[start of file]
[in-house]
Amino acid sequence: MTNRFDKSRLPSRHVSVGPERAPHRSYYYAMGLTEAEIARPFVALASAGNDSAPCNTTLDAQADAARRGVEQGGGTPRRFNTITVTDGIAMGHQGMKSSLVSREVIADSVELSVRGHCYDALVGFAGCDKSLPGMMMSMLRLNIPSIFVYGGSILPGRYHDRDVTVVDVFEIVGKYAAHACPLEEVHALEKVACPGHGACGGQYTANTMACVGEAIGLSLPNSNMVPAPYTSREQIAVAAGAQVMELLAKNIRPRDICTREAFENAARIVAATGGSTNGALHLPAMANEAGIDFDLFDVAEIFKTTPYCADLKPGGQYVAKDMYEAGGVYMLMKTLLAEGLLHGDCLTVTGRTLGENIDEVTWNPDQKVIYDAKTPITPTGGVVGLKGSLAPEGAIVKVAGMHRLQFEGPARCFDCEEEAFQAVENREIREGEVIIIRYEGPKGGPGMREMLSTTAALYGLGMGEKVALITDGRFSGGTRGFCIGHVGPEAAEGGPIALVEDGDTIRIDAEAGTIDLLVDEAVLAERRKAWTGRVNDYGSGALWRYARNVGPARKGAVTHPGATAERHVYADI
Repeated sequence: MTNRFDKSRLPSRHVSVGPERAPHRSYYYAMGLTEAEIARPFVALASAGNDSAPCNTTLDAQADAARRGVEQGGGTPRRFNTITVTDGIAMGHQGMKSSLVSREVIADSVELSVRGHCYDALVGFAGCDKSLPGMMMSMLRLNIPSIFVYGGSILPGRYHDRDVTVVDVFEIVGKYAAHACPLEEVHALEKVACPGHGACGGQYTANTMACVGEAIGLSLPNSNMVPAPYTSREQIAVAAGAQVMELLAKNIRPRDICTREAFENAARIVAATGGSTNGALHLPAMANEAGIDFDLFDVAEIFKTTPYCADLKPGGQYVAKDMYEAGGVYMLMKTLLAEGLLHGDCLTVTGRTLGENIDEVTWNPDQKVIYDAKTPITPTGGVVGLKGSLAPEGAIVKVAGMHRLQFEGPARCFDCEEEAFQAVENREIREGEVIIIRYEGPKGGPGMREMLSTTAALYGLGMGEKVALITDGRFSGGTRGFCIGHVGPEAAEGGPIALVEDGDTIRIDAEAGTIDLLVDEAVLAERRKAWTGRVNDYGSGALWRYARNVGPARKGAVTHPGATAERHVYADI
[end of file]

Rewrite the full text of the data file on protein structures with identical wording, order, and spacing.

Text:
[in-house]
Amino acid sequence: MTNRFDKSRLPSRHVSVGPERAPHRSYYYAMGLTEAEIARPFVALASAGNDSAPCNTTLDAQADAARRGVEQGGGTPRRFNTITVTDGIAMGHQGMKSSLVSREVIADSVELSVRGHCYDALVGFAGCDKSLPGMMMSMLRLNIPSIFVYGGSILPGRYHDRDVTVVDVFEIVGKYAAHACPLEEVHALEKVACPGHGACGGQYTANTMACVGEAIGLSLPNSNMVPAPYTSREQIAVAAGAQVMELLAKNIRPRDICTREAFENAARIVAATGGSTNGALHLPAMANEAGIDFDLFDVAEIFKTTPYCADLKPGGQYVAKDMYEAGGVYMLMKTLLAEGLLHGDCLTVTGRTLGENIDEVTWNPDQKVIYDAKTPITPTGGVVGLKGSLAPEGAIVKVAGMHRLQFEGPARCFDCEEEAFQAVENREIREGEVIIIRYEGPKGGPGMREMLSTTAALYGLGMGEKVALITDGRFSGGTRGFCIGHVGPEAAEGGPIALVEDGDTIRIDAEAGTIDLLVDEAVLAERRKAWTGRVNDYGSGALWRYARNVGPARKGAVTHPGATAERHVYADI
Repeated sequence: MTNRFDKSRLPSRHVSVGPERAPHRSYYYAMGLTEAEIARPFVALASAGNDSAPCNTTLDAQADAARRGVEQGGGTPRRFNTITVTDGIAMGHQGMKSSLVSREVIADSVELSVRGHCYDALVGFAGCDKSLPGMMMSMLRLNIPSIFVYGGSILPGRYHDRDVTVVDVFEIVGKYAAHACPLEEVHALEKVACPGHGACGGQYTANTMACVGEAIGLSLPNSNMVPAPYTSREQIAVAAGAQVMELLAKNIRPRDICTREAFENAARIVAATGGSTNGALHLPAMANEAGIDFDLFDVAEIFKTTPYCADLKPGGQYVAKDMYEAGGVYMLMKTLLAEGLLHGDCLTVTGRTLGENIDEVTWNPDQKVIYDAKTPITPTGGVVGLKGSLAPEGAIVKVAGMHRLQFEGPARCFDCEEEAFQAVENREIREGEVIIIRYEGPKGGPGMREMLSTTAALYGLGMGEKVALITDGRFSGGTRGFCIGHVGPEAAEGGPIALVEDGDTIRIDAEAGTIDLLVDEAVLAERRKAWTGRVNDYGSGALWRYARNVGPARKGAVTHPGATAERHVYADI